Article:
Professor Gargi Bhattacharyya, University of East London
Dr Kasia Narkowicz, University of York
Dr Sarah Marusek, University of Johannesburg
Dr Joanna Gilmore, University of York
Dr Waqas Tufail, Leeds Beckett University
Dr Adam Elliot-Cooper, University of Warwick
Dr Nadine El-Enany, Birkbeck College
Dr Sadia Habib, Goldsmiths
Dr Mark Carrigan, University of Warwick
Dr Judit Druks, UCL
Dr Nathaniel Coleman, Birmingham City University
Dr Una Barr, Manchester Metropolitan University
Dr Les Levidow, Open University
Yael Kahn, Israeli anti-apartheid activist
Michael Kalmanovitz, International Jewish Anti-Zionist Network
Haifa Zangana, Author & Journalist
Victoria Brittain, Author & Journalist
Liz Davies, barrister & Honorary Vice-President Haldane Society of Socialist Lawyers
Zita Holbourne, National Co-Chair BARAC UK
Lee Jasper, National Co-Chair BARAC UK
Peter Herbert, Society of Black Lawyers
Ronnie Barkan, Boycott from Within
Max Blumenthal, Journalist
Dr Jamie Woodcock, LSE
Dr Naaz Rashid, University of Sussex
Dr Nisha Kapoor, University of York
Dr Abdul B Shaikh, University of Leeds
Dr Katy Sian, University of York
Dr Rizwaan Sabir, Liverpool John Moores University
Dr Naomi Foyle, University of Chichester
Dr Hannah Jones, University of Warwick
Dr Paul Bagguley, University of Leeds
Dr James Eastwood, QMUL
Dr Sarah Keenan, Birkbeck University
Dr Leon Sealey-Huggins, University of Warwick
Dr Kitt Price, QMUL
Dr Lorenza Monaco, University of Johannesburg
Dr Hannah Bargawi, SOAS
Dr Sadhvi Dar, QMUL
Dr Kerem Nisancioglu, SOAS
Dr Owen Miller, SOAS
Dr Paul Waley, University of Leeds
Dr Feyzi Ismail, SOAS
Dr Yasmeen Narayan, Birkbeck University
Dr. Jamil Sherif, Muslim Council of Britain
Dr William Ackah, Birkbeck University
Dr Humaira Saeed, Nottingham Trent University
Deyika Nzeribe, Green Party Manchester Mayoral Candidate
Neema Begum, PhD Candidate, University of Bristol
Mohammed Kasbar, PhD Candidate, QMUL
Ed Yates, PhD Candidate
Cecil Sagoe, PhD Candidate, UCL
Tom Cowan, PhD Candidate, KCL
David Wearing, PhD Candidate, SOAS
Noor Al-Sharif, PhD Candidate, McGill University
Sai Englert, PhD Candidate, SOAS
Altheia Jones-Lecointe, PhD Candidate
Hengameh Ziai, PhD Candidate, Columbia University
Lisa Tilley, PhD Candidate, University of Warwick
Jamie Stern-Weiner, PhD Candidate, University of Oxford Continue reading “Prominent academics among signatories to letter in support of Malia Bouattia”

Manufacturing consent on ‘antisemitism’

By Tony Greenstein.

The House of Commons Home Affairs Committee has just published a Report, Anti-Semitism in the UK.  The first and most immediate question is why, when other forms of racist attacks are at an all-time high, the Committee should spend its time examining the least widespread or violent form of racism?  By their own admission, anti-Semitic hate crimes, however defined, total just 1.4% of all such crimes, yet anti-Semitism has its own Parliamentary Report.

In its section ‘Key Facts’ the Committee informs us that there has been a rise of 11% in anti-Semitic incidents in the first half of 2016 compared with 2015.  Shocking you may think.  The rise is from 500 to 557.  But 24% of the total, 133 incidents in all, were on social media.  Of the increase in anti-Semitic incidents, fully 44 of the 57 were on social media.[1]  Obviously it is not very pleasant to receive anti-Semitic tweets such as those above (which were sent by Zionists!) but it is clearly different from acts of violence.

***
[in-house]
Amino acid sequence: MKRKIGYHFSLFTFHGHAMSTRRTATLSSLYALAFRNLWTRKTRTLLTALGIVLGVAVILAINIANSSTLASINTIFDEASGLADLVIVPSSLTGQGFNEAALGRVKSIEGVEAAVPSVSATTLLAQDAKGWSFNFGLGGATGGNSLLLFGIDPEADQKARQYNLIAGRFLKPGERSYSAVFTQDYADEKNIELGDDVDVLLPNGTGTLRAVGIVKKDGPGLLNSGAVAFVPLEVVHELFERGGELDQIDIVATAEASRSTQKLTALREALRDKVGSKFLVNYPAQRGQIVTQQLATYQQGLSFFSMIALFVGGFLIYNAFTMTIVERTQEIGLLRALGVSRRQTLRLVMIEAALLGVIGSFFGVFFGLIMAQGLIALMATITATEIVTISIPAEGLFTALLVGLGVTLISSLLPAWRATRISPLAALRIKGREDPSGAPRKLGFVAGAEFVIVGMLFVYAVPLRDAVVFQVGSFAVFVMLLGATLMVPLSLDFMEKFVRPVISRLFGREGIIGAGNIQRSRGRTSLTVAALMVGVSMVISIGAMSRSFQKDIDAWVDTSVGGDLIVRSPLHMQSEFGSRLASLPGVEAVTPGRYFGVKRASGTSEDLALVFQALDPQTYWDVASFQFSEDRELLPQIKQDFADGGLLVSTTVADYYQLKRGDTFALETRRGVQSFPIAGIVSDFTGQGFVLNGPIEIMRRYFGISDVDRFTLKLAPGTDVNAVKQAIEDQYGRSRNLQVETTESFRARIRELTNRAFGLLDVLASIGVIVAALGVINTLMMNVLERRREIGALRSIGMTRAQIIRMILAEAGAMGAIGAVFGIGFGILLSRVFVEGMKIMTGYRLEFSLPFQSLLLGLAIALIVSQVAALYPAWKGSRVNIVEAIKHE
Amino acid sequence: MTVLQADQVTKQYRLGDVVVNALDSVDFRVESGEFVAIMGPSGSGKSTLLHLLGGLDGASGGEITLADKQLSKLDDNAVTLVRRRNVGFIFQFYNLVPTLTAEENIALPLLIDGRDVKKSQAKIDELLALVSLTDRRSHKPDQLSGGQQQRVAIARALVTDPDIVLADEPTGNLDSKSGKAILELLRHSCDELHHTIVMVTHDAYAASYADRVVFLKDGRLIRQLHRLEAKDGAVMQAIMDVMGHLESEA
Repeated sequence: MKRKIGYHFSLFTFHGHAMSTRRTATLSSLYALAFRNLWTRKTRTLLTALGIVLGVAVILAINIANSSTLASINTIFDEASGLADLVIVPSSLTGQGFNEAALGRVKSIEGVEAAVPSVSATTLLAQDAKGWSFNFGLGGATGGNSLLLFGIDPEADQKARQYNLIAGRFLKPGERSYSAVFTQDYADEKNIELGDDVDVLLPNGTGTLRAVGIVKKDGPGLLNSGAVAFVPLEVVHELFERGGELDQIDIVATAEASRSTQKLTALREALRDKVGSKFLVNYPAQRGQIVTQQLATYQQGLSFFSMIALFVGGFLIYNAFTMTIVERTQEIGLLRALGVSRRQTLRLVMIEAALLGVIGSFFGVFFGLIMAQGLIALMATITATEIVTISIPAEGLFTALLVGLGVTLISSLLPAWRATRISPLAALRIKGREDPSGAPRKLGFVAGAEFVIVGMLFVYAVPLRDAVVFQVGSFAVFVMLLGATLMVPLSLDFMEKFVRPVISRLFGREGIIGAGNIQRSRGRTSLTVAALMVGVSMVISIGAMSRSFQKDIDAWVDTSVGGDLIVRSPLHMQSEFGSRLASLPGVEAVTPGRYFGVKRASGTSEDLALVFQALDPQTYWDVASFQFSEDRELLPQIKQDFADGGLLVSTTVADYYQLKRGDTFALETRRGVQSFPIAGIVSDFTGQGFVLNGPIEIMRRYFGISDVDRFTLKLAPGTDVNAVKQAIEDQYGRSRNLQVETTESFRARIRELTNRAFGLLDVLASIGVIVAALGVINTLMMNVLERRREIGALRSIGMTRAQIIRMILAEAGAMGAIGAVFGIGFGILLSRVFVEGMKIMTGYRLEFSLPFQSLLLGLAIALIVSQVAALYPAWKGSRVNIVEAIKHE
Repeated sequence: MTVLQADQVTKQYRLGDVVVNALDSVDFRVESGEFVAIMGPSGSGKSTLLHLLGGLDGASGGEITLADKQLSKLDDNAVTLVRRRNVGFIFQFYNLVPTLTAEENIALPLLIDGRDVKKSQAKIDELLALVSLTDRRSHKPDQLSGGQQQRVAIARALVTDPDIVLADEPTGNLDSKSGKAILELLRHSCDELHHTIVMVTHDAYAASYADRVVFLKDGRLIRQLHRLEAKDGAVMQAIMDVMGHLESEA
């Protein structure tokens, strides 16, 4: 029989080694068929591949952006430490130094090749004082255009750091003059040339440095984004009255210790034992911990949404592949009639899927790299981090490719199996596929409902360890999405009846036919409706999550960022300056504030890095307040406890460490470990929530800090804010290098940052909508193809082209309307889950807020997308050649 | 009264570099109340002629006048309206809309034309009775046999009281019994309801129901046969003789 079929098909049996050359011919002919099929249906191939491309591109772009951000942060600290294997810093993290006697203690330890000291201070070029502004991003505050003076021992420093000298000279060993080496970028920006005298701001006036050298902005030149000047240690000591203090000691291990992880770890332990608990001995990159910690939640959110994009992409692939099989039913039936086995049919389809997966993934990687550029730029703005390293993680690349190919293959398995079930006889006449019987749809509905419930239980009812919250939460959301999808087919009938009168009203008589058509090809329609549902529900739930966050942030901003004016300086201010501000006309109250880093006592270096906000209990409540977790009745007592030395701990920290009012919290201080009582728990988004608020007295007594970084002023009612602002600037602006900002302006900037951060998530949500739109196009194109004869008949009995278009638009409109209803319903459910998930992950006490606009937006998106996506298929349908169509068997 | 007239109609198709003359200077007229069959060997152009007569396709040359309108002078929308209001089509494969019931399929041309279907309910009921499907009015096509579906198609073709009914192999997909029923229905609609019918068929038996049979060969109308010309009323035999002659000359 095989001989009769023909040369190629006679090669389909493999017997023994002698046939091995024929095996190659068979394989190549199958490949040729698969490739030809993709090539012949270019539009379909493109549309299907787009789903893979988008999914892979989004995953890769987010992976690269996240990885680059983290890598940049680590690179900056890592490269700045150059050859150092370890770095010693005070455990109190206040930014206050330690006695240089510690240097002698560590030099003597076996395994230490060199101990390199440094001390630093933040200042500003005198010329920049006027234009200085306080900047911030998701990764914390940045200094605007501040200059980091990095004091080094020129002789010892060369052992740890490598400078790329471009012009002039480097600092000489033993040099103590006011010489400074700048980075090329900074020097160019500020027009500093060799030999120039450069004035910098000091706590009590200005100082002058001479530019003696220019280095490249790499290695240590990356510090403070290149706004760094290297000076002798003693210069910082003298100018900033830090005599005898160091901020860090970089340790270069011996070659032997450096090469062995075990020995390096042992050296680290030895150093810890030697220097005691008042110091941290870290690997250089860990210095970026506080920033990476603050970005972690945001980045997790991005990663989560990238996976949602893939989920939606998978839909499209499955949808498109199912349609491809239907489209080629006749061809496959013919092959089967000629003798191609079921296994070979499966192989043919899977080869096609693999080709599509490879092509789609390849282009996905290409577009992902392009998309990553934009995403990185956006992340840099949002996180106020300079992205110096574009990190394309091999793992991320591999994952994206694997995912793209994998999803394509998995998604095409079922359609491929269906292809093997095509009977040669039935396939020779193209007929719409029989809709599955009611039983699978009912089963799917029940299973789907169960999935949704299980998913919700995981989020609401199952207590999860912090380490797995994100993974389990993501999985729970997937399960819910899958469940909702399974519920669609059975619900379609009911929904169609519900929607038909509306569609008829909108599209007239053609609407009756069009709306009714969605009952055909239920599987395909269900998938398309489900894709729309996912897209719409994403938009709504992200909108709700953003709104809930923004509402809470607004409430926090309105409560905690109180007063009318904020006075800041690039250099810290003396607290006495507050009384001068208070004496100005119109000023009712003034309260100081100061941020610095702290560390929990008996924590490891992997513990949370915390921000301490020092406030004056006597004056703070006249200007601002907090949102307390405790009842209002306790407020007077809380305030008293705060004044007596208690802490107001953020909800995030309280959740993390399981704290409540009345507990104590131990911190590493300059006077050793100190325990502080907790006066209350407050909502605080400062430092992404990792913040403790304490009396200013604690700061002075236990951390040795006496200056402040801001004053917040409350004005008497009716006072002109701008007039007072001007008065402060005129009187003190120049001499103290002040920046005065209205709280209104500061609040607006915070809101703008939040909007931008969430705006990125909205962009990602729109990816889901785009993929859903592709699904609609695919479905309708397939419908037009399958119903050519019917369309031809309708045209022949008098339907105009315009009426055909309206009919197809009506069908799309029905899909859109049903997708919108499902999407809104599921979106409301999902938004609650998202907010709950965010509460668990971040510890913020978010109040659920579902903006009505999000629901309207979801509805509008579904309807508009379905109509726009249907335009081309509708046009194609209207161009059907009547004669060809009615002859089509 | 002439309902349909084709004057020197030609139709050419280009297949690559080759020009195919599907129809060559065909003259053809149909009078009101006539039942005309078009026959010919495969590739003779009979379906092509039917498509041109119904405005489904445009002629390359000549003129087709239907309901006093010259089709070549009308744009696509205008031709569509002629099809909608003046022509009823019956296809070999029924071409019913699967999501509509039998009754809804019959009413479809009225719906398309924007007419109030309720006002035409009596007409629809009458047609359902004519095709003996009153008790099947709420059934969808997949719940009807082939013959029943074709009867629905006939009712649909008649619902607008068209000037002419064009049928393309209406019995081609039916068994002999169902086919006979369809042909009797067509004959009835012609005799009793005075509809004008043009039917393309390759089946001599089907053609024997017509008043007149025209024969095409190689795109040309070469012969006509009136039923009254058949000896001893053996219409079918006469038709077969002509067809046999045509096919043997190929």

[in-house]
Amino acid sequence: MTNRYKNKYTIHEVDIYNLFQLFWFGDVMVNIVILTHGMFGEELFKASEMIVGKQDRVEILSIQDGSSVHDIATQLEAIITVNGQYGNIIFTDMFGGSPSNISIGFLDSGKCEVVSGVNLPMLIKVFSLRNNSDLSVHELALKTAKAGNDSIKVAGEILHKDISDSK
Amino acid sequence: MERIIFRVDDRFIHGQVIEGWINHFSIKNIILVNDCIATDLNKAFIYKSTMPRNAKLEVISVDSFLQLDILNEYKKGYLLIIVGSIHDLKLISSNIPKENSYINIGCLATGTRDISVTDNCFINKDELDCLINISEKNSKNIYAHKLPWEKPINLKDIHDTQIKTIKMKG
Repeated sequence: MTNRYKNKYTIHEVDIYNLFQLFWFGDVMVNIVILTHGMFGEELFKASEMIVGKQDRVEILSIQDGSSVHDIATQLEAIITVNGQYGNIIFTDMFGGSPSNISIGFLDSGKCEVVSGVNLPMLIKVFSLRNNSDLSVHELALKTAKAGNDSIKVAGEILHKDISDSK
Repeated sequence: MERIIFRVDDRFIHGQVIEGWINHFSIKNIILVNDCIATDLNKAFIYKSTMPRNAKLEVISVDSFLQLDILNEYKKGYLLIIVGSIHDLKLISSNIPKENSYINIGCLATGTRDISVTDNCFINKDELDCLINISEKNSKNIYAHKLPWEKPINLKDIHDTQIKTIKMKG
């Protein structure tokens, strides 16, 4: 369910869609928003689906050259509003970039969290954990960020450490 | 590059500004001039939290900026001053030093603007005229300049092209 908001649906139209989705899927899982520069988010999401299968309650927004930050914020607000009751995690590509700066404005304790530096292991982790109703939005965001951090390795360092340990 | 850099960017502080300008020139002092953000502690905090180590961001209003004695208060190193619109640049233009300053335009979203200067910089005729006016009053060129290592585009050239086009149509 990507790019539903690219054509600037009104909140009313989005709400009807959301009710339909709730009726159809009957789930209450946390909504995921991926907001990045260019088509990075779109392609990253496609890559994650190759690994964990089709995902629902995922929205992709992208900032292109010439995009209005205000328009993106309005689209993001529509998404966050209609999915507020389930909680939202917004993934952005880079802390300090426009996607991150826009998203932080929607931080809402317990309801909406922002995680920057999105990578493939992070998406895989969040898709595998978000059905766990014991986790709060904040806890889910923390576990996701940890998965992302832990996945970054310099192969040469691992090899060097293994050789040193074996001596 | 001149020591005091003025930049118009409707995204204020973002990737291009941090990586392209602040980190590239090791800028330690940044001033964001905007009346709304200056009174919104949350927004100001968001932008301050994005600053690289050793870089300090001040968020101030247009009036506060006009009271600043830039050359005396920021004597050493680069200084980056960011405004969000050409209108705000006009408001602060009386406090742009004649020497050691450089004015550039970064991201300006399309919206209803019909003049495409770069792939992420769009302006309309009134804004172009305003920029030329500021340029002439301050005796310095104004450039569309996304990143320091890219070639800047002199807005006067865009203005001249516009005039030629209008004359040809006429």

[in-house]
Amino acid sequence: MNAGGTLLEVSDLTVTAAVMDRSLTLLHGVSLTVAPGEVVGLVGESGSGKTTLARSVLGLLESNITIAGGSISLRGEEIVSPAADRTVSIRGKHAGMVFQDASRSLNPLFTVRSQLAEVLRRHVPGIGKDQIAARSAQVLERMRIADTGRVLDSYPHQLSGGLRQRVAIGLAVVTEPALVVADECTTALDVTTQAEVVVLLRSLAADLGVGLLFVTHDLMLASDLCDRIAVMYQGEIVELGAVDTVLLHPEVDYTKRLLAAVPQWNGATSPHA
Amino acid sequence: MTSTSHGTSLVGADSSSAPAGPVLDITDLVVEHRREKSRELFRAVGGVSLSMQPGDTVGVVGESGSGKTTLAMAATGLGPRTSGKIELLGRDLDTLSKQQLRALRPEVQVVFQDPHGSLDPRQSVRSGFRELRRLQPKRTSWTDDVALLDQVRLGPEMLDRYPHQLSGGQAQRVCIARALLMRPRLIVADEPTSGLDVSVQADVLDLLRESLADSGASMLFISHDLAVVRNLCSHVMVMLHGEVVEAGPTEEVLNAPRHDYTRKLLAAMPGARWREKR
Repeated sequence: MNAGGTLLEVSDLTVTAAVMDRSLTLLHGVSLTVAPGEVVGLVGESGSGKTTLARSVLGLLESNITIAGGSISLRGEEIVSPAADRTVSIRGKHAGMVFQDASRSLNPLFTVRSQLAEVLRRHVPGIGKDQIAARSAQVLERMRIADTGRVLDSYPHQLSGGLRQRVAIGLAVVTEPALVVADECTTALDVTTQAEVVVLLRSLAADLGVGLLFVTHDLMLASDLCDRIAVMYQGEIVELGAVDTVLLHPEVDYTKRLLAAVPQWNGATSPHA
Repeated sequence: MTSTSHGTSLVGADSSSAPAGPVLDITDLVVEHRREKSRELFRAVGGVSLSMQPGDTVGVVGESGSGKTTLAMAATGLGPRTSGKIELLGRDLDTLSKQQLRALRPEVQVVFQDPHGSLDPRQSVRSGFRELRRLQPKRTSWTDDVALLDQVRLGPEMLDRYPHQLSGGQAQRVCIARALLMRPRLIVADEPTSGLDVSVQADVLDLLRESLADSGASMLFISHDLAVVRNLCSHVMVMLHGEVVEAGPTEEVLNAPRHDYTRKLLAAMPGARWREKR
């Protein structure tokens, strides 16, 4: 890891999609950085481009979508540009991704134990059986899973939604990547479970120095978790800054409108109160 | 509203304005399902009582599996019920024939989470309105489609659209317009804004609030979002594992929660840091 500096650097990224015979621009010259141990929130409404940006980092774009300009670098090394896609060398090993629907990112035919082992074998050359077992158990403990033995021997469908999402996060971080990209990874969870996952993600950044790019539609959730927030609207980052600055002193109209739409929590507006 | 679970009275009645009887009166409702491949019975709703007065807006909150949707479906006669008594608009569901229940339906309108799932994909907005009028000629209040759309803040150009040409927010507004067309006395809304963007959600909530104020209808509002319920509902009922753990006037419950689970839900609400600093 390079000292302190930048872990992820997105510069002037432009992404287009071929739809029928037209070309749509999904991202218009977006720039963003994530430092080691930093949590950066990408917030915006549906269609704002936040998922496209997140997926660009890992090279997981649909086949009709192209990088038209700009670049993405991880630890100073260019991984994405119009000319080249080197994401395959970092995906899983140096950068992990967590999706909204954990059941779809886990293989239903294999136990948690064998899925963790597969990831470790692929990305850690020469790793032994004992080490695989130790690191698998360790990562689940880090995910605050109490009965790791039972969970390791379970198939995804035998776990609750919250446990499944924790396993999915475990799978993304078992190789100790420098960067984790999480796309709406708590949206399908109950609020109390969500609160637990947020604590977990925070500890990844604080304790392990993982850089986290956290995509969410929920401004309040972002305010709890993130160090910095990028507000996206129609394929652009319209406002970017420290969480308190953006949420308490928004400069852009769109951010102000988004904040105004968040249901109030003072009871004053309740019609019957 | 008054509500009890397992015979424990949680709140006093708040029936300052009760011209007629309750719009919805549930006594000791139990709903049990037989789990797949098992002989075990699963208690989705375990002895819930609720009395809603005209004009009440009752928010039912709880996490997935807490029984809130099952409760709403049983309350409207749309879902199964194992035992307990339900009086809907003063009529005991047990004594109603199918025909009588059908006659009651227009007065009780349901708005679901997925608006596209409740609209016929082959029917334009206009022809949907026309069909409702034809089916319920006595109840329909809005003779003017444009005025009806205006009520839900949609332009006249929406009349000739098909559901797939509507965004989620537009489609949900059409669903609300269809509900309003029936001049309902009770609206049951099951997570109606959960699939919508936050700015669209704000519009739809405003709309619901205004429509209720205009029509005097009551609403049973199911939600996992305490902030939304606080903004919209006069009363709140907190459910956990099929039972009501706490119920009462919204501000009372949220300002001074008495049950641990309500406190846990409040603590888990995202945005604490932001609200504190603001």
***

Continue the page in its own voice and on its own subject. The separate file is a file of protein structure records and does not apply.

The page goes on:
If one looks closer at the Community Security Trust’s Report quoted from then it turns out that there were just 41 violent incidents.  If one delves a little deeper it turns out that there was actually a 13 per cent fall in violent incidents for the first half of 2015 and none of these were classified by the CST as ‘Extreme Violence’, i.e. they involved potential grievous bodily harm or threat to life.  This is good not bad news.  Why would the Select Committee wish to exaggerate the incidence of anti-Semitism?

Most of the anti-Semitic incidents involved ‘verbal abuse’ and it is difficult to know how many of these were genuinely anti-Semitic and how many were of the kind ‘why do you bomb children in Gaza’.  G given that the Board of Deputies of British Jews does its best to associate Jews with Israel’s war crimes, is it any wonder that some people take them at their word?

Contrast this with anti-Muslim hate crimes.  According to a report from the Muslim Hate Monitoring Group Tell MAMA, British Muslims are experiencing an “explosion” in anti-Islamic.

The annual survey by Tell MAMA found a 326 per cent rise in incidents last year, while the Muslim Council of Britain group of mosques said it had compiled a dossier of 100 hate crimes over the weekend alone.

Unlike anti-Semitism, ‘many attacks are happening in the real world – at schools and colleges, in restaurants and on public transport. The number of offline incidents rose 326 per cent in 2015 from 146 to 437’  The effect has been that many Muslim women – especially those wearing Islamic clothing –were being prevented from conducting normal “day to day activities”.[2]

Yet the Committee, which was chaired by Keith Vaz, has shown no interest in anti-Muslim racism.  Why might that be?

Somewhat confusingly for a Report that is supposed to be about anti-Semitism, another of its Key Facts tells us that ‘Research published in 2015 by City University found that 90% of British Jewish people support Israel’s right to exist as a Jewish state and 93% say that it forms some part of their identity as Jewish people, but only 59% consider themselves to be Zionists.’  [3]  In reality this Report is not about anti-Semitism but the use of anti-Semitism as a weapon against anti-Zionists.